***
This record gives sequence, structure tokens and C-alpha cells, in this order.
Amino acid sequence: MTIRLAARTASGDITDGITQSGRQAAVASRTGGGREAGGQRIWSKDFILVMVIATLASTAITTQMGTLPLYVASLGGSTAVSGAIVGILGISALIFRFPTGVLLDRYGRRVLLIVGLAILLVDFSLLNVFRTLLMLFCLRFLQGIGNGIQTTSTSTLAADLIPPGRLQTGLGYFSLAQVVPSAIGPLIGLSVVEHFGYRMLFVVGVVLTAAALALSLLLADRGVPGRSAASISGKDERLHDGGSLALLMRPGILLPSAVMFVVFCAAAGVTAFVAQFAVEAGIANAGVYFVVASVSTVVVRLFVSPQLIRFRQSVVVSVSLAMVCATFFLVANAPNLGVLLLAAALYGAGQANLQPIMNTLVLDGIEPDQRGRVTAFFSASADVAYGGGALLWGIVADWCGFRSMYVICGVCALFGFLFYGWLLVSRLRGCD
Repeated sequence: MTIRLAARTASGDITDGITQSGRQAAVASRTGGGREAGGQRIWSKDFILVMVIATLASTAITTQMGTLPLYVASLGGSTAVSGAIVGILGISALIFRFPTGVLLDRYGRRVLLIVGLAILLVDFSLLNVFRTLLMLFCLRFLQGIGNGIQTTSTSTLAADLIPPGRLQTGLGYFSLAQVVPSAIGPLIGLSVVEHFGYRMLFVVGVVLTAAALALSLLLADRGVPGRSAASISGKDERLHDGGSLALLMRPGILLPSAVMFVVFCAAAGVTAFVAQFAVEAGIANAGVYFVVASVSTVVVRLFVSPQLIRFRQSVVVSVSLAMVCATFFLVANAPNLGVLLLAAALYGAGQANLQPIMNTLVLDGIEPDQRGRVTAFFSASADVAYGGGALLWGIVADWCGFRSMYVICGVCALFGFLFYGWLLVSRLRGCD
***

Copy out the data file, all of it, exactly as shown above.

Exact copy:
This record gives sequence, structure tokens and C-alpha cells, in this order.
Amino acid sequence: MTIRLAARTASGDITDGITQSGRQAAVASRTGGGREAGGQRIWSKDFILVMVIATLASTAITTQMGTLPLYVASLGGSTAVSGAIVGILGISALIFRFPTGVLLDRYGRRVLLIVGLAILLVDFSLLNVFRTLLMLFCLRFLQGIGNGIQTTSTSTLAADLIPPGRLQTGLGYFSLAQVVPSAIGPLIGLSVVEHFGYRMLFVVGVVLTAAALALSLLLADRGVPGRSAASISGKDERLHDGGSLALLMRPGILLPSAVMFVVFCAAAGVTAFVAQFAVEAGIANAGVYFVVASVSTVVVRLFVSPQLIRFRQSVVVSVSLAMVCATFFLVANAPNLGVLLLAAALYGAGQANLQPIMNTLVLDGIEPDQRGRVTAFFSASADVAYGGGALLWGIVADWCGFRSMYVICGVCALFGFLFYGWLLVSRLRGCD
Repeated sequence: MTIRLAARTASGDITDGITQSGRQAAVASRTGGGREAGGQRIWSKDFILVMVIATLASTAITTQMGTLPLYVASLGGSTAVSGAIVGILGISALIFRFPTGVLLDRYGRRVLLIVGLAILLVDFSLLNVFRTLLMLFCLRFLQGIGNGIQTTSTSTLAADLIPPGRLQTGLGYFSLAQVVPSAIGPLIGLSVVEHFGYRMLFVVGVVLTAAALALSLLLADRGVPGRSAASISGKDERLHDGGSLALLMRPGILLPSAVMFVVFCAAAGVTAFVAQFAVEAGIANAGVYFVVASVSTVVVRLFVSPQLIRFRQSVVVSVSLAMVCATFFLVANAPNLGVLLLAAALYGAGQANLQPIMNTLVLDGIEPDQRGRVTAFFSASADVAYGGGALLWGIVADWCGFRSMYVICGVCALFGFLFYGWLLVSRLRGCD